"MAHAGONNY" Will Survive This Poor Recording!
MOVIE MAVEN | New York, NY USA | 07/02/1999
(1 out of 5 stars)
"Although I'd never call myself an expert, I do own and prize the Sony recording of this opera with Lotte Lenya in the role of "Jenny" besides many cd's with excerpts and I have seen several performances in New York starring, among others, Teresa Stratas. This 1988 Capriccio digital recording should have much better sound than the Sony which was made in the mid-1950's. It certainly does NOT have better sound and that is far from the worst thing about it: I am told that Anja Silja ("Jenny") had a major career as an opera singer/actress. On this recording she is, most of the time, screeching and seemingly searching for the correct notes. She slides, dips, scoops and her vibrato is more like the tremors of an earthquake. Wolfgang Neumann fares better as "Jimmy" but in his major Act 2 area, his final note sounds as if he were being strangled in the studio. Alot of the music is played so excruciatingly slowly that it seems stretched out to the point that it is merely mushy. Certainly, there is no drama here with so many of the performers, inc. Silja, trying to sound "pretty" and failing. Anny Schlemm does best in the character role of "Leocadia Begbick" but even she is done in by the tempi and lackluster dynamics. If you want to hear this incredible piece of music-theatre, buy the Sony recording."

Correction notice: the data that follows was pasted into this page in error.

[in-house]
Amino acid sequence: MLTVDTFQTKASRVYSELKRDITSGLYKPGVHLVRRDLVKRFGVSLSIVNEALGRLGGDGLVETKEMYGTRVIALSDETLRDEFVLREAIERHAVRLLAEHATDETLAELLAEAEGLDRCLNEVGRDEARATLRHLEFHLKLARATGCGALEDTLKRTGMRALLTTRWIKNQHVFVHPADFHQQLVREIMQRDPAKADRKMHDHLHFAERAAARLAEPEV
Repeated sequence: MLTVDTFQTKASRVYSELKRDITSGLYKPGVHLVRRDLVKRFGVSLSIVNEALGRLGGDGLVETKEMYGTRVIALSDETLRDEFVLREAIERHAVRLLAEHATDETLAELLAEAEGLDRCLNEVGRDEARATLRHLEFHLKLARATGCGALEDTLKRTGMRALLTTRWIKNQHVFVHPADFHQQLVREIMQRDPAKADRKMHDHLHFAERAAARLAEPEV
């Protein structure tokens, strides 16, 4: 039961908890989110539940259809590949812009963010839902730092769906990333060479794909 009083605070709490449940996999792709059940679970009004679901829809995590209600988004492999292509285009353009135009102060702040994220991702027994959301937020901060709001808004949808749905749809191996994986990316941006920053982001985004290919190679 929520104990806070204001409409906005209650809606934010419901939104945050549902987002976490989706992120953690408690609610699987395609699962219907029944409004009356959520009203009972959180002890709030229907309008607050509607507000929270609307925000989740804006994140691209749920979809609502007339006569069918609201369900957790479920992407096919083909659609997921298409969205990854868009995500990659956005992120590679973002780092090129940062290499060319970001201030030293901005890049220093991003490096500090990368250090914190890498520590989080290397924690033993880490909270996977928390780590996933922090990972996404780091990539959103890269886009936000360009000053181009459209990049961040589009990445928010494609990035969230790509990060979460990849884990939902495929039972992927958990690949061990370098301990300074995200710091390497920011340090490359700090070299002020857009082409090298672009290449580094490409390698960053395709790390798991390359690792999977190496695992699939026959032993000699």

Grand musical experience
Toon (1971) | Netherlands | 06/18/2004
(5 out of 5 stars)
"Vastly underrated, this is a stunning version of the Mahagonny classic. Sweeping, moving, unforgettable.
Purists may prefer Lotte Lenya's version, but for a new generation of Mahagonny listeners this may very well be their ultimate version. Not to be missed, this version rocks! Judge for yourself."
A Rich and Satisfying Recording
Theseus | US of A | 03/01/2010
(5 out of 5 stars)
"This is a superb recording. A rich, wry, and appropriately depressing piece of work. The sound quality is excellent. There's a spare simplicity to the performances. They aren't just singing the music, they're performing a piece of music-theatre.
I can't comment on the tempi because I'm only just becoming a Weil-ophile. However, I know a thing or two about Brecht and this performance has the restraint, intelligence, balls, and humor that seems very much in keeping with the early-career Bertold Brecht.
Briefly, Mahagonny is a sort of companion-piece to Three Penny Opera. Instead of spinning out a fantastical vision of England, in this work Brecht and Weill imagine the construction of a Western boomtown designed to cater to the needs of greedy prospectors in the American west. There's little romance to be had here. This is a piece of theatre that attempts to expose capitalism as a craven thing that creates a city built on whores, booze, and money. Gee, could this be commentary on Germany in the 1920's? One of the many delights is how fancifully the authors incorporate bits and pieces of Americana -- for example, wonderfully incongruous references to hurricanes and the "moon of Alabamy" in a town somewhere south of the Alaska gold mines. In my view, this is one of the most inventive and rich works of art to come out of the 20th century.
(The booklet accompanying this set is particularly nice with the complete libretto: German and English side-by-side, a nice bit of prose that places the work in context, and period photos."